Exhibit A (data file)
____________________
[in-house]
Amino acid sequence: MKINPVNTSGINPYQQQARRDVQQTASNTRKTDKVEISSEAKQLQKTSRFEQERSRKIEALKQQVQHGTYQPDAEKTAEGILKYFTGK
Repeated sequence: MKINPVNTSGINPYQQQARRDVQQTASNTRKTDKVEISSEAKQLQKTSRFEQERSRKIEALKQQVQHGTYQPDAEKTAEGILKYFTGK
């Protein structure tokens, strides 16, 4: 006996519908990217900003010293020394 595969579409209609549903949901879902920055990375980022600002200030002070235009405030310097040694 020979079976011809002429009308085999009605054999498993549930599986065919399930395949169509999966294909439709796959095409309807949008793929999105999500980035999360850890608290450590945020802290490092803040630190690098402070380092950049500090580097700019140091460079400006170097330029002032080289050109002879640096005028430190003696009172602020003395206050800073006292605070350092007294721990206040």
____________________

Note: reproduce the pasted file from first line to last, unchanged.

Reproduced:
[in-house]
Amino acid sequence: MKINPVNTSGINPYQQQARRDVQQTASNTRKTDKVEISSEAKQLQKTSRFEQERSRKIEALKQQVQHGTYQPDAEKTAEGILKYFTGK
Repeated sequence: MKINPVNTSGINPYQQQARRDVQQTASNTRKTDKVEISSEAKQLQKTSRFEQERSRKIEALKQQVQHGTYQPDAEKTAEGILKYFTGK
């Protein structure tokens, strides 16, 4: 006996519908990217900003010293020394 595969579409209609549903949901879902920055990375980022600002200030002070235009405030310097040694 020979079976011809002429009308085999009605054999498993549930599986065919399930395949169509999966294909439709796959095409309807949008793929999105999500980035999360850890608290450590945020802290490092803040630190690098402070380092950049500090580097700019140091460079400006170097330029002032080289050109002879640096005028430190003696009172602020003395206050800073006292605070350092007294721990206040």